Every few months, my colleagues decide that electronic laboratory notebooks (ELNs) are a good idea. I go through the ritual of searching the web, bookmarking some resources and where possible downloading, installing, configuring and running packages to see how well they work. I know in advance that I’m wasting my time, because I’ve tried them all and there isn’t one free/open-source ELN that works for me.
The problem here is that my colleagues don’t think about software. They just assume that something exists which fulfills all their requirements – but they haven’t even thought about what those requirements are. I call this Microsoft syndrome – the belief that software means a bloated, resource-guzzling software suite with a nice GUI which can do anything. The problem with that kind of software is that trying to do everything means doing no one thing very well. MS Word is a perfect example – it can’t decide if it’s a word processor, a desktop publisher, a graphics editor or an email client and as a result, it’s rubbish at all of those things.
The Linux philosophy is different – you have a choice of many small tools, each of which do one thing very well and you achieve impressive results by gluing them together. Not only does this result in better software, but it forces you to think about your workflow – inputs, processes and outputs and how it fits with your computational needs. If we ask “what goes into a laboratory notebook?”, we see a series of problems each with their own computational solution. For example:
- User management. I own my notebook, but I’d like to look in yours.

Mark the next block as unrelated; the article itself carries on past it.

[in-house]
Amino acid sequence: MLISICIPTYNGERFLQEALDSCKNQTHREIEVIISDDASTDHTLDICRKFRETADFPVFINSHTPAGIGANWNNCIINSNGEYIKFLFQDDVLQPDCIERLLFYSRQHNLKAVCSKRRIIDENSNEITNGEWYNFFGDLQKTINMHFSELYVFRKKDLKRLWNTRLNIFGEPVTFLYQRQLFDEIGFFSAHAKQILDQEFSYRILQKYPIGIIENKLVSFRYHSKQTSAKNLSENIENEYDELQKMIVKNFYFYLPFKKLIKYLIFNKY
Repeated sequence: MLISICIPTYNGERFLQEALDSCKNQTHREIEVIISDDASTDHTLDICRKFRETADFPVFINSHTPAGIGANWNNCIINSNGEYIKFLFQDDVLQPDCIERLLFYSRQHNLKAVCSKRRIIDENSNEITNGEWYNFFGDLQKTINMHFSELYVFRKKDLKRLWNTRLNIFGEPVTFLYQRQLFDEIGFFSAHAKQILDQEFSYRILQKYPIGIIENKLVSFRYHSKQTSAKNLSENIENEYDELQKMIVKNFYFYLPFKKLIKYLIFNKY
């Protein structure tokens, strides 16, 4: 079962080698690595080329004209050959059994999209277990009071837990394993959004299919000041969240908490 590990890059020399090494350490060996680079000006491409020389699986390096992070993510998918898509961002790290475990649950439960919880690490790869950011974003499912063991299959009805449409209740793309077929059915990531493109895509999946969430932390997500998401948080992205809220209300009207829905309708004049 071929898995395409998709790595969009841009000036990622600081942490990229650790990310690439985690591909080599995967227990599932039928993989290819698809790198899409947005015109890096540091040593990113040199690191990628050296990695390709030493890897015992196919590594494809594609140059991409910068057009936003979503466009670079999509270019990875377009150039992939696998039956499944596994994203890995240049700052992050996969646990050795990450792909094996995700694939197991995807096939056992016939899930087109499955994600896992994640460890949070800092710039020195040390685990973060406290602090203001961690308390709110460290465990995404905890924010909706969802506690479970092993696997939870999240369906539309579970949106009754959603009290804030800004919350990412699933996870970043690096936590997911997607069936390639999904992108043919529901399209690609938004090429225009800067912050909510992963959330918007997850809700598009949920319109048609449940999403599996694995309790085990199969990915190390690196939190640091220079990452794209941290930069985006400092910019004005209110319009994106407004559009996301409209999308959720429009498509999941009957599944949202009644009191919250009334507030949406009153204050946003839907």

- Privacy. Are my data private? Do I want to share it with the lab, other labs, the world?
- Data entry. Do I want a generic template: name, date, experiment title, aims, results? Or the ability to design my own templates according to the experiment?
- Data management. What items do I want to store? Plain text, images, spreadsheets, graphs, raw data from lab equipment?
- Data retrieval. Search my experiments by date, title, keywords, tags. Generate reports in various formats from an experiment.
- Version control. I need to modify entries but also see old versions so as my modifications are not misconstrued by others.
- Links. I want to link my experiment to related resources: protocols, MSDS data, risk assessments, plasmid maps, PubMed entries, tagged data in social networks (del.icio.us, Connotea, CiteUlike).
- Legal issues. If my research might lead to IP, patents or commercial application I need digital signing, verification of dates, witnesses?
When we think about notebooks in this way, it’s clear that there are lots of suitable tools with which to build ELNs: blogging software, content management systems, wikis, CVS/subversion. It also becomes clear that the private, paper laboratory notebook is just a ridiculous concept for the times in which we live.
I can see an ELN coding project in my near-future.